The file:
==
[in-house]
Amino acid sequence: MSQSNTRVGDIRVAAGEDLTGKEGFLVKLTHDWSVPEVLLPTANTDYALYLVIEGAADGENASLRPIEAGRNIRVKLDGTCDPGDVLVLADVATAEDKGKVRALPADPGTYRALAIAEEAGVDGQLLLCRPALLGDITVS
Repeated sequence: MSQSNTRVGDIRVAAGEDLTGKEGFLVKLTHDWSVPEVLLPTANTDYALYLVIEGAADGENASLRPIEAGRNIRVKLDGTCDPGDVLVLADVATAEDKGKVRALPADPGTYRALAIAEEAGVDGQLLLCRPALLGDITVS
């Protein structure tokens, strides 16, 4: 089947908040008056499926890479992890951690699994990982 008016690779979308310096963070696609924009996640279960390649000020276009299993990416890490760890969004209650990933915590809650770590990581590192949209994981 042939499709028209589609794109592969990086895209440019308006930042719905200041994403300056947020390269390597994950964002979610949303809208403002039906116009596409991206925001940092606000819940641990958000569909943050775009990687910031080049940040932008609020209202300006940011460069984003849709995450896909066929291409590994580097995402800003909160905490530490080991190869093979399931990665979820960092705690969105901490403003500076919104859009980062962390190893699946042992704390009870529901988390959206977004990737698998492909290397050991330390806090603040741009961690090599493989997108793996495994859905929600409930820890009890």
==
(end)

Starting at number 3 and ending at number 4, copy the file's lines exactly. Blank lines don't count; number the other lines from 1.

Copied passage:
Repeated sequence: MSQSNTRVGDIRVAAGEDLTGKEGFLVKLTHDWSVPEVLLPTANTDYALYLVIEGAADGENASLRPIEAGRNIRVKLDGTCDPGDVLVLADVATAEDKGKVRALPADPGTYRALAIAEEAGVDGQLLLCRPALLGDITVS
């Protein structure tokens, strides 16, 4: 089947908040008056499926890479992890951690699994990982 008016690779979308310096963070696609924009996640279960390649000020276009299993990416890490760890969004209650990933915590809650770590990581590192949209994981 042939499709028209589609794109592969990086895209440019308006930042719905200041994403300056947020390269390597994950964002979610949303809208403002039906116009596409991206925001940092606000819940641990958000569909943050775009990687910031080049940040932008609020209202300006940011460069984003849709995450896909066929291409590994580097995402800003909160905490530490080991190869093979399931990665979820960092705690969105901490403003500076919104859009980062962390190893699946042992704390009870529901988390959206977004990737698998492909290397050991330390806090603040741009961690090599493989997108793996495994859905929600409930820890009890």